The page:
“Strawberry purée is kind of garbage,” says food and cocktail scientist Dave Arnold. His distaste for the fruit’s seeds and sludgy pulp led him to experiment with clarifying juices, from Concord grape to pineapple. Eventually, he began freezing those juices into slushy cubes that, when shaken, dissolve quickly and completely, rendering cocktails more boldly flavored—and colder, too.
Arnold calls this technique the “juice shake.” It was a mainstay at his now-closed New York City cocktail bar Existing Conditions. There, he and his team froze clarified fruit juice mixed with simple syrup and spirit into cubes. When ordered, the cubes would be added to a shaker along with citrus, and agitated into slushy submission, emerging super-chilled and wholly integrated. Nonclarified juices like apple and pear also received similar treatment.
“The whole idea of the juice shake is, there are all of these juices you’d like to use but [they become] too diluted,” says Arnold. Shaking a drink with four or five regular cubes can contribute an additional two ounces of water to a drink, he estimates. “I said, what if we used the juice as the dilution and froze it?” By removing the extra water, the juice shake amps up flavor and controls dilution.
Because juice contains sugar, the cubes don’t freeze completely solid. “They slush out,” Arnold says. That’s a good thing, he insists: When shaken, they break apart quickly, creating a “hyper-cold” drink as the whole cube is incorporated. For the home bartender, Arnold recommends freezing individual one-ounce cubes of juice into standard plastic trays, rather than the larger square trays. He advises shaking a cocktail with one or two, depending on the recipe, and then testing for dilution. If the flavor is too strong, you can add one or two “hard ice” cubes (frozen water only) to even things out.
“It’s very, very effective at chilling,” Arnold explains. In fact, he suggests wrapping the shaker in a towel if you’re planning to perform multiple juice shakes, to avoid frostbitten hands.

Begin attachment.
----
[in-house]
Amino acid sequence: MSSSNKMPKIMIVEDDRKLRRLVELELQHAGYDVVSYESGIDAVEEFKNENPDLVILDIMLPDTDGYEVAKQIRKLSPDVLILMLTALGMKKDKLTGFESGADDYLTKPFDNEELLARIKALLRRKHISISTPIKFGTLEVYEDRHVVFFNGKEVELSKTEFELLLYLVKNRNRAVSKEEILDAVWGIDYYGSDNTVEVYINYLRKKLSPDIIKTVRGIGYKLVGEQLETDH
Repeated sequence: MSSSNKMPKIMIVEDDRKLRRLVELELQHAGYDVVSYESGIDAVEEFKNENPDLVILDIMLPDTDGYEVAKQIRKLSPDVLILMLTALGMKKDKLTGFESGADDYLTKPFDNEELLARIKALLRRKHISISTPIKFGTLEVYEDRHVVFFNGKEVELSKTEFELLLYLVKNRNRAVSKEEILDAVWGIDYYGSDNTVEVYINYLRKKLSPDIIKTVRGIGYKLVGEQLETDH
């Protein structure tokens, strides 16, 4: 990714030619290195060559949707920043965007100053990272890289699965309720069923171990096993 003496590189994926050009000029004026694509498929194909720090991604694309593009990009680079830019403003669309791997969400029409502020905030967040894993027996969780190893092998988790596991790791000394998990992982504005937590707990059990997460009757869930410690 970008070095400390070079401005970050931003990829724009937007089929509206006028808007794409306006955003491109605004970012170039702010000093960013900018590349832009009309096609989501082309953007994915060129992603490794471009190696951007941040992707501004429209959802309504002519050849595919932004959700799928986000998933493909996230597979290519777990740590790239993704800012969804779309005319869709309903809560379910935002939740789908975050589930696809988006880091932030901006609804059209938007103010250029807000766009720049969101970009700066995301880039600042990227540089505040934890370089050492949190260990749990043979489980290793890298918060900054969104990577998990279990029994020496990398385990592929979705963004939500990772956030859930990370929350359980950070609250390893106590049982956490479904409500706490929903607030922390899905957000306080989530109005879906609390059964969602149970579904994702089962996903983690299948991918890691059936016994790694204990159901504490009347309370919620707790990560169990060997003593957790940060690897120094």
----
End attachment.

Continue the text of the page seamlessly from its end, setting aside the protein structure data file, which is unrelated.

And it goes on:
At Existing Conditions, juice shakes were part of a limited menu, often showcasing “extremely fancy juices and nonstandard spirits,” Arnold recalls. In the Grape Stomp, clarified Concord grape juice was mixed with blanche Armagnac, a clear spirit also made from grapes. For speed, the team would crack juice cubes into eight-ounce containers and keep them individually in a freezer behind the bar. When ordered, the cubes were added to mixing tins, along with citrus, and quickly shaken into cocktails.
Nonclarified juices like pear or apple can be frozen for juice shakes too, though Arnold cautions against juices with “soupy” or “gloppy” textures, such as thick mango purée. Unsweetened cranberry juice, which Arnold lauds as “a hero ingredient” for those who don’t have access to a centrifuge, works well in drinks like the Cape Cod Margarita. Meanwhile, pineapple juice can be frozen with other ingredients into a Piña Colada base or combined into the Electric Avenue, an extra-fruity Daiquiri variation spiked with pomegranate. The recipe ratios for juice-shaken drinks remain similar to those of standard cocktails, though Arnold notes that a traditional spec could be riffed on with some tinkering.
Of course, the juice shake has its limitations. Arnold suggests sticking to white spirits for the technique, and skipping barrel-aged brown spirits like whiskey, since the intense chill can accentuate oaky flavors in an unpleasant way. “In general, woody things, when they get super cold, taste like you’re sucking on wood,” he says. But the beauty of the frozen cubes is their ability to sub in for quick-frozen berries or seed-laden purées. “Some people will make blender drinks with frozen strawberries,” Arnold says. “But it’s never as nice as using a juice.”